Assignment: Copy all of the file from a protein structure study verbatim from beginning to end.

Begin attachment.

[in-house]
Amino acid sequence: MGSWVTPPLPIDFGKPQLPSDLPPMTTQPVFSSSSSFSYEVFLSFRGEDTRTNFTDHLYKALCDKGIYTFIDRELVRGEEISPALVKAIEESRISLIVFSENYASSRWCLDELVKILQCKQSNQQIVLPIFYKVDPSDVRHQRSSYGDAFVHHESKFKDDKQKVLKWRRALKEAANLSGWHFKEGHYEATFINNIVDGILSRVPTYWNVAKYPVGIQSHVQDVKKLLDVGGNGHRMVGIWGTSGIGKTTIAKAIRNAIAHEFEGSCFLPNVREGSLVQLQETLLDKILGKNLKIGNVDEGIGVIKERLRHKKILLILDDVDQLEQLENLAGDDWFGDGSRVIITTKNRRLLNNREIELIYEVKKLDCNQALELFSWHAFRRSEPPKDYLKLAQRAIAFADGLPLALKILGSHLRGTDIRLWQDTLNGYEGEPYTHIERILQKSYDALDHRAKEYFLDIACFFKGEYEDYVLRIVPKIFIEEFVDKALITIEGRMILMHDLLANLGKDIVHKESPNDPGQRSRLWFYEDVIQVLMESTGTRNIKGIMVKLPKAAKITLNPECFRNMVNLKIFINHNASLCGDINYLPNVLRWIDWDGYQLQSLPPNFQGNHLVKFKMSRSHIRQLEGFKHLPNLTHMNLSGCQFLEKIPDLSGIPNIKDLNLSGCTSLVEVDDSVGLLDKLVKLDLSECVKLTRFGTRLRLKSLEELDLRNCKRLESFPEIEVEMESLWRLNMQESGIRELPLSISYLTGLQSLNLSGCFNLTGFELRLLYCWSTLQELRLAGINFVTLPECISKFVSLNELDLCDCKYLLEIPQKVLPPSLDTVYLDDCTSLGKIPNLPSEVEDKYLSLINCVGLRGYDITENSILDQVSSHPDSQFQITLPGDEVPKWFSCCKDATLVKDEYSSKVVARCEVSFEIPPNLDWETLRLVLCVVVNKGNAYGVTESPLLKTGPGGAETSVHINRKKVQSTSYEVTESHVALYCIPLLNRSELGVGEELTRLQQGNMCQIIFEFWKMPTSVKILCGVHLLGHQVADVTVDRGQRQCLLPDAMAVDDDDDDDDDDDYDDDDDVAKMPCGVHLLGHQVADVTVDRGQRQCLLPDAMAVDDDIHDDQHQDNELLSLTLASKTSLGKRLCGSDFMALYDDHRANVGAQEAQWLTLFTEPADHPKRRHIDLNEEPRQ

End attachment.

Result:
[in-house]
Amino acid sequence: MGSWVTPPLPIDFGKPQLPSDLPPMTTQPVFSSSSSFSYEVFLSFRGEDTRTNFTDHLYKALCDKGIYTFIDRELVRGEEISPALVKAIEESRISLIVFSENYASSRWCLDELVKILQCKQSNQQIVLPIFYKVDPSDVRHQRSSYGDAFVHHESKFKDDKQKVLKWRRALKEAANLSGWHFKEGHYEATFINNIVDGILSRVPTYWNVAKYPVGIQSHVQDVKKLLDVGGNGHRMVGIWGTSGIGKTTIAKAIRNAIAHEFEGSCFLPNVREGSLVQLQETLLDKILGKNLKIGNVDEGIGVIKERLRHKKILLILDDVDQLEQLENLAGDDWFGDGSRVIITTKNRRLLNNREIELIYEVKKLDCNQALELFSWHAFRRSEPPKDYLKLAQRAIAFADGLPLALKILGSHLRGTDIRLWQDTLNGYEGEPYTHIERILQKSYDALDHRAKEYFLDIACFFKGEYEDYVLRIVPKIFIEEFVDKALITIEGRMILMHDLLANLGKDIVHKESPNDPGQRSRLWFYEDVIQVLMESTGTRNIKGIMVKLPKAAKITLNPECFRNMVNLKIFINHNASLCGDINYLPNVLRWIDWDGYQLQSLPPNFQGNHLVKFKMSRSHIRQLEGFKHLPNLTHMNLSGCQFLEKIPDLSGIPNIKDLNLSGCTSLVEVDDSVGLLDKLVKLDLSECVKLTRFGTRLRLKSLEELDLRNCKRLESFPEIEVEMESLWRLNMQESGIRELPLSISYLTGLQSLNLSGCFNLTGFELRLLYCWSTLQELRLAGINFVTLPECISKFVSLNELDLCDCKYLLEIPQKVLPPSLDTVYLDDCTSLGKIPNLPSEVEDKYLSLINCVGLRGYDITENSILDQVSSHPDSQFQITLPGDEVPKWFSCCKDATLVKDEYSSKVVARCEVSFEIPPNLDWETLRLVLCVVVNKGNAYGVTESPLLKTGPGGAETSVHINRKKVQSTSYEVTESHVALYCIPLLNRSELGVGEELTRLQQGNMCQIIFEFWKMPTSVKILCGVHLLGHQVADVTVDRGQRQCLLPDAMAVDDDDDDDDDDDYDDDDDVAKMPCGVHLLGHQVADVTVDRGQRQCLLPDAMAVDDDIHDDQHQDNELLSLTLASKTSLGKRLCGSDFMALYDDHRANVGAQEAQWLTLFTEPADHPKRRHIDLNEEPRQ